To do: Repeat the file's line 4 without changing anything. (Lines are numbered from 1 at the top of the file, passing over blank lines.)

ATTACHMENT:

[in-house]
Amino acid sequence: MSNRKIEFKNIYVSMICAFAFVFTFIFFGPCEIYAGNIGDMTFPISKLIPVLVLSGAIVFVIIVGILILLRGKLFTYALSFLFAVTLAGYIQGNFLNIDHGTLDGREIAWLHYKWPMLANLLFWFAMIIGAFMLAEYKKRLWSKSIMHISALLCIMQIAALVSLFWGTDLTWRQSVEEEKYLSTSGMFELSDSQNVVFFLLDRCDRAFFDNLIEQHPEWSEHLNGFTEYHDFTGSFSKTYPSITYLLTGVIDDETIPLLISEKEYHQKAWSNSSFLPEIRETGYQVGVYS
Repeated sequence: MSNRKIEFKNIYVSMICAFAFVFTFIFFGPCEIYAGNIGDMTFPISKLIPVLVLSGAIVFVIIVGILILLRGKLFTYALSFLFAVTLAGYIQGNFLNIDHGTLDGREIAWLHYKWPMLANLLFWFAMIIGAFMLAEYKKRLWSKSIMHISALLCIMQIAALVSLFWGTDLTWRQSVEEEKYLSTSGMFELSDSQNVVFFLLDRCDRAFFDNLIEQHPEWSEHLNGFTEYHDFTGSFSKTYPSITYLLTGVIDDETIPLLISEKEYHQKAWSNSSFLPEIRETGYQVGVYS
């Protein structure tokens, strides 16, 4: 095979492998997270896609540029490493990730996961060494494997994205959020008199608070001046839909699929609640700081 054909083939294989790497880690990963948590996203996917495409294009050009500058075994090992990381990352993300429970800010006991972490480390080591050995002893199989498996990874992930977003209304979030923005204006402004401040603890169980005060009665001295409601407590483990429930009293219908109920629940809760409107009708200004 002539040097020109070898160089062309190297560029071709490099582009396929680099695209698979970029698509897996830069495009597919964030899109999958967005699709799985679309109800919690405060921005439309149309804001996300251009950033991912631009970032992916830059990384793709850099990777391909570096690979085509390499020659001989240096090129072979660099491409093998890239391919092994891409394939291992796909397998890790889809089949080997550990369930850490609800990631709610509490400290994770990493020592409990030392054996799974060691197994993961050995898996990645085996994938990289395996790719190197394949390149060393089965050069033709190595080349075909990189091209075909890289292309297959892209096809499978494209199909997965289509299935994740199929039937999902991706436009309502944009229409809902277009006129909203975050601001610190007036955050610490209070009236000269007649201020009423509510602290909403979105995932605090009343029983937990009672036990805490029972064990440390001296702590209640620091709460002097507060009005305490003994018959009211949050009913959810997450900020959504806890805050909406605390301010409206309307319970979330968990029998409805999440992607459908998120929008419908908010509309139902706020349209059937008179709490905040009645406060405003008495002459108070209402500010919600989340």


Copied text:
């Protein structure tokens, strides 16, 4: 095979492998997270896609540029490493990730996961060494494997994205959020008199608070001046839909699929609640700081 054909083939294989790497880690990963948590996203996917495409294009050009500058075994090992990381990352993300429970800010006991972490480390080591050995002893199989498996990874992930977003209304979030923005204006402004401040603890169980005060009665001295409601407590483990429930009293219908109920629940809760409107009708200004 002539040097020109070898160089062309190297560029071709490099582009396929680099695209698979970029698509897996830069495009597919964030899109999958967005699709799985679309109800919690405060921005439309149309804001996300251009950033991912631009970032992916830059990384793709850099990777391909570096690979085509390499020659001989240096090129072979660099491409093998890239391919092994891409394939291992796909397998890790889809089949080997550990369930850490609800990631709610509490400290994770990493020592409990030392054996799974060691197994993961050995898996990645085996994938990289395996790719190197394949390149060393089965050069033709190595080349075909990189091209075909890289292309297959892209096809499978494209199909997965289509299935994740199929039937999902991706436009309502944009229409809902277009006129909203975050601001610190007036955050610490209070009236000269007649201020009423509510602290909403979105995932605090009343029983937990009672036990805490029972064990440390001296702590209640620091709460002097507060009005305490003994018959009211949050009913959810997450900020959504806890805050909406605390301010409206309307319970979330968990029998409805999440992607459908998120929008419908908010509309139902706020349209059937008179709490905040009645406060405003008495002459108070209402500010919600989340």